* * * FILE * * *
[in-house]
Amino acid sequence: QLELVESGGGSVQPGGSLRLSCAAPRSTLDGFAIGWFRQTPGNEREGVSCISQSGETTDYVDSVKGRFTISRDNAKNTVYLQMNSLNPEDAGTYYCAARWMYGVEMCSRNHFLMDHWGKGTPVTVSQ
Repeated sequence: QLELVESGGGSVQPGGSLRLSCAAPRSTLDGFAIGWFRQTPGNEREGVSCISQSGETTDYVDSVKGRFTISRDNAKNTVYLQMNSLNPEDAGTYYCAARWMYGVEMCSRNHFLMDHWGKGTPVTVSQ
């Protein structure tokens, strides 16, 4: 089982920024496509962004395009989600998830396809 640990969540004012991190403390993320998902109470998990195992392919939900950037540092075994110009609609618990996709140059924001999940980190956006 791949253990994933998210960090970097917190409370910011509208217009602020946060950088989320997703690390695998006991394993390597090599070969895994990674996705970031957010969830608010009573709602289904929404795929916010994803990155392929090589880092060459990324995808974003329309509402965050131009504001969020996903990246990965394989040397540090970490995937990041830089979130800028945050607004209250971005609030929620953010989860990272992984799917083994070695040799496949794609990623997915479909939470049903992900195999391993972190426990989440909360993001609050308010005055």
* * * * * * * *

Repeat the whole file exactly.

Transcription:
[in-house]
Amino acid sequence: QLELVESGGGSVQPGGSLRLSCAAPRSTLDGFAIGWFRQTPGNEREGVSCISQSGETTDYVDSVKGRFTISRDNAKNTVYLQMNSLNPEDAGTYYCAARWMYGVEMCSRNHFLMDHWGKGTPVTVSQ
Repeated sequence: QLELVESGGGSVQPGGSLRLSCAAPRSTLDGFAIGWFRQTPGNEREGVSCISQSGETTDYVDSVKGRFTISRDNAKNTVYLQMNSLNPEDAGTYYCAARWMYGVEMCSRNHFLMDHWGKGTPVTVSQ
């Protein structure tokens, strides 16, 4: 089982920024496509962004395009989600998830396809 640990969540004012991190403390993320998902109470998990195992392919939900950037540092075994110009609609618990996709140059924001999940980190956006 791949253990994933998210960090970097917190409370910011509208217009602020946060950088989320997703690390695998006991394993390597090599070969895994990674996705970031957010969830608010009573709602289904929404795929916010994803990155392929090589880092060459990324995808974003329309509402965050131009504001969020996903990246990965394989040397540090970490995937990041830089979130800028945050607004209250971005609030929620953010989860990272992984799917083994070695040799496949794609990623997915479909939470049903992900195999391993972190426990989440909360993001609050308010005055």